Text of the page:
When Hubby and I were married over 51 years ago, we made very little money and really adhered to a strict budget. I had about $15. a week to spend on food. I would spend that every week at the old Central Market which I could walk to from our apartment. There were very little convenience foods back then, so I bought fresh. Whatever meat and veggies were on sale that week, I would purchase. There was no stocking up not only because we didn’t have the money but because we had 1/2 a freezer above the fridge in the apartment. It was tiny!
I adhered to many strategies so that we could eat well. Many of which we still use today. I cooked simple meals of meat, veggies, and/or potatoes or rice. I only used a couple of spices like oregano for Italian meals and chili powder for Mexican meals. We liked spaghetti and meatless lasagna. I would make a big lasagna with just a little bit of cheese and cottage cheese and we would eat it for 2-3 meals and take it work for lunch. I made stir fry as I do today with whatever meat and vegetables were cheap that week. I made a lot of casseroles and skillet dishes where we could use just 1/4 to 1/2 lb. of meat. I made soups at least once every two weeks- chicken rice with bits of cheap veggies like carrots and celery, bean and ham soup, beef barley with the meat from short ribs. They would give you a ham bone for free at the market if you asked. It always had little bits of ham on it. I made my own chicken and veggie stock as a base. I made stews that were heavy on potatoes, onions, carrots, and celery, and just a little bit of beef.
I try to stay away from expensive ingredients to this day. I find the simpler meals are cheaper and healthier.
We never purchased lunch out. We would pack our lunch faithfully the night before we would take it to work. I would buy a loaf of bread each week for sandwiches. We took peanut butter and jelly most days.
Twenty two months after we were married we moved into our first home. We really had to stretch every dollar to make our mortgage payment and property taxes and save for furniture. We started out with a bed, fridge, and sofa and a bunch of hand me downs. So we had to save, save and save. We also had depleted our savings buying the house so we wanted to make sure we had an emergency fund. We never touched our retirement savings.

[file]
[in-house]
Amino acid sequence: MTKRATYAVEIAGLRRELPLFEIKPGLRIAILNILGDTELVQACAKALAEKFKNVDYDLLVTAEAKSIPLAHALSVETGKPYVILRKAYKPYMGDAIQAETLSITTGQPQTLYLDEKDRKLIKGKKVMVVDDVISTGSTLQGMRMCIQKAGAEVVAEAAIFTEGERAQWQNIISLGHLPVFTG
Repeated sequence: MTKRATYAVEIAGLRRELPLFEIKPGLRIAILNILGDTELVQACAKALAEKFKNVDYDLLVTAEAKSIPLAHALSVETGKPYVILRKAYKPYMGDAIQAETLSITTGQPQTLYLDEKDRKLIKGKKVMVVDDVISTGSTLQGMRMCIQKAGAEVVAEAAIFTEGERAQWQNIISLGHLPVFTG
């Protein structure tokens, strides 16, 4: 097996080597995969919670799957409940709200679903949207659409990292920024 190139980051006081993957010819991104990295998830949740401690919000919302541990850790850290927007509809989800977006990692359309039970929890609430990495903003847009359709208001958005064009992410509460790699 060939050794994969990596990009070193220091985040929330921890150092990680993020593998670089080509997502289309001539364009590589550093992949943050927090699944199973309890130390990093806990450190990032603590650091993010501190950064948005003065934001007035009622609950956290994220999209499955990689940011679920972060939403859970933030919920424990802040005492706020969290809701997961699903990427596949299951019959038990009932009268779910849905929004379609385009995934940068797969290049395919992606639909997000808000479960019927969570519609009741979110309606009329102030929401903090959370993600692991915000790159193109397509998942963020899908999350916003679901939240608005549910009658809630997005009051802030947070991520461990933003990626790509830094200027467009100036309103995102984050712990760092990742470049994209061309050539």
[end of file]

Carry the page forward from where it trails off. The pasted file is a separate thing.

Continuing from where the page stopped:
I had a Central Market where we moved to so our shopping continued the way we had always done it. On sale that week and just enough for the week. About 4 years after we moved into our home and our first son was born, we purchased a scratch and dent freezer from Sears. At that time, we had more money to spend on food so we would stockpile meats and frozen veggies when we would find them at rock bottom prices. I made some of our son’s baby food from scratch. But because my Father-in Law was constantly dropping off big grocery bags of baby food jars. I think it was because he wanted to see his grandson a lot. Our home was on his way home from his hardware store.
What are rock bottom prices you say? They are the lowest prices you will pay all year for certain items. I still do this today. Turkeys are at their cheapest before Thanksgiving, hams before Christmas, corned beef around St. Patrick’s Day, and hams and lamb around Easter. Butter and other staples are also cheapest around Thanksgiving. I would stock for a year on these items. I still do.
To this day I compare prices and buy the on sale cheapest meats and freeze them. I also freeze fresh fruits and veggies when they are in season to be used over the next year.
We ate easy and cheap breakfasts like oatmeal or cereals or eggs on toast. I still love oatmeal and Hubby loves cereal. We both love eggs and eat them a lot.
As I got older and wiser, I started to make some things like salad dressings, sauces besides spaghetti sauce, and all of our bread. Then I started making our spaghetti sauce from scratch. I still make a lot of those things today but bread not as often. If I can find bread on the markdown rack at Walmart, I will buy it. We use more wraps than bread today in our home. Those are purchased at Aldi.